The exposed location of Hinkley Point meant that it was considered ideal for wind generation. However, a proposal to build 12 wind turbines close to the site of the nuclear power stations was turned down in October 2005.[4] The reason given by the local council for the rejection was safety fears over what would happen were a turbine blade to detach and hit “something or somebody”
For more by this author, see his Amazon page here.

The Flea on the Behind of an Elephant

Scroll backwards in time to the early 1970s. US President Richard Nixon appointed the Atomic Energy Commission (AEC) to produce a study of recommendations on “The Nation’s Energy Future” based on advice from the National Science Foundation (NSF). Requesting the AEC for energy prognoses is akin to asking a tiger for dietary recommendations; there will surely be no vegetables on the menu! Dr. Dixy Lee Ray, chair of the AEC, predicted in her summation of the report that “solar would always remain like the flea on the behind of an elephant.” In the early 1980s I knew another eminent researcher, Dr. Thomas Henry Lee, a Vice President for research under Jack Welch at General Electric, who often stated that nuclear power would produce “energy that is too cheap to meter,” essentially free.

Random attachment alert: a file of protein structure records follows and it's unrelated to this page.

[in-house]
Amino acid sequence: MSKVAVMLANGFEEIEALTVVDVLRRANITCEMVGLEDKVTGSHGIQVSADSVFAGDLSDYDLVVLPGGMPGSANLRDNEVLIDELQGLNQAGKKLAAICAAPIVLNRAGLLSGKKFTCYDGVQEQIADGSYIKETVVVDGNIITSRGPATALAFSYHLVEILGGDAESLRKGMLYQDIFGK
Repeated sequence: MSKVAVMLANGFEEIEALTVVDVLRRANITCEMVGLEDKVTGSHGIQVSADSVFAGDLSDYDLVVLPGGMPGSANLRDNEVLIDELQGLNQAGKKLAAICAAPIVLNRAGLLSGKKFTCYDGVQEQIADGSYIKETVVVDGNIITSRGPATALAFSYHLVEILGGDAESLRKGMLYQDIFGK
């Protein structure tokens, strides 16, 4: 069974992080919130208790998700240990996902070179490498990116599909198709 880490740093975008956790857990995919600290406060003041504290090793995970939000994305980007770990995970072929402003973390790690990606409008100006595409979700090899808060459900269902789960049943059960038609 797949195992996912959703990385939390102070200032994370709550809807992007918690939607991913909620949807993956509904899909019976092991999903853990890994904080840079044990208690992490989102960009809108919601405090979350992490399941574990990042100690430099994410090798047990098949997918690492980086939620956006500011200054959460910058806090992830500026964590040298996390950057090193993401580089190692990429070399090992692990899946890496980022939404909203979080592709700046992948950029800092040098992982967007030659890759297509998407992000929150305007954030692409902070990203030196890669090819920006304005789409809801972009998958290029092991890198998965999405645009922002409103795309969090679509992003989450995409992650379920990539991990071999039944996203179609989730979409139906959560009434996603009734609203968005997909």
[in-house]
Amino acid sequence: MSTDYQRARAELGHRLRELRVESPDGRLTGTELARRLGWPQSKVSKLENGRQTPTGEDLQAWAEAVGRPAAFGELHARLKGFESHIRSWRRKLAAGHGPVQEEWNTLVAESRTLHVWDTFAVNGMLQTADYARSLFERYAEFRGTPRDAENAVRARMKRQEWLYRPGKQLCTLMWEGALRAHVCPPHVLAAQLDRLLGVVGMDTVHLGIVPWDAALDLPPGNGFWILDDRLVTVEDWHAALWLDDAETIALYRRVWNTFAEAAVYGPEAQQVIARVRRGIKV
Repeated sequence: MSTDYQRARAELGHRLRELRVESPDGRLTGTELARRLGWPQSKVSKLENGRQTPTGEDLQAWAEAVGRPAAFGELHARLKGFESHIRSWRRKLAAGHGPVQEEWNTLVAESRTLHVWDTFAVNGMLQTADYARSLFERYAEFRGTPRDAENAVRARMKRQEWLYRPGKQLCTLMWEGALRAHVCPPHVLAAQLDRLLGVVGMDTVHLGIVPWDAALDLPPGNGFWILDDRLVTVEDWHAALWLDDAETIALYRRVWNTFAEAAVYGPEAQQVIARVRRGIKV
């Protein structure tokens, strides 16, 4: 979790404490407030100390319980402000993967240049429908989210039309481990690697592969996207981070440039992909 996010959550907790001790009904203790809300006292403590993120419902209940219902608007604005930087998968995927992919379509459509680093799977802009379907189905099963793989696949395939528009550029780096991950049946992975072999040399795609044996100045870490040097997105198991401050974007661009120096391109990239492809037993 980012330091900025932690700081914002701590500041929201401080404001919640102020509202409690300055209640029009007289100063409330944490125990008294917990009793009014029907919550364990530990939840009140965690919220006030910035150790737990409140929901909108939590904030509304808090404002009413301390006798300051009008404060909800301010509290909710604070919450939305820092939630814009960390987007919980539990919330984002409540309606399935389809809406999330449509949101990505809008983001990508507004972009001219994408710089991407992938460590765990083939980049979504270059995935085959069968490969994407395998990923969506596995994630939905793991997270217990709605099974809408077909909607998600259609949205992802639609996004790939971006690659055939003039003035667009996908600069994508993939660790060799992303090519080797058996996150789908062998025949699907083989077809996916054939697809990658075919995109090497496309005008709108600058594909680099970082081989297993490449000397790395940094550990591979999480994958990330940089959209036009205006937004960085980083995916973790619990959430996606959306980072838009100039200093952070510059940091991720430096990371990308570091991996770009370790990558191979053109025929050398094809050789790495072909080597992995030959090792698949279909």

The AEC study, when it was published, proposed a $10 billion budget for research and development with half going to nuclear and fusion, while the rest would be spent on coal and oil. A mere $36 million was to be allocated to photovoltaics (PV). Dr. Barry Commoner, an early initiator of the environmental movement, was intrigued that the NSF had recommended such a paltry amount for solar. In the 1950s he had successfully lobbied for citizen access to the classified results of atmospheric nuclear tests and was able to prove that such tests led to radioactive buildup in humans. This led to the introduction of the nuclear test ban treaty of 1963.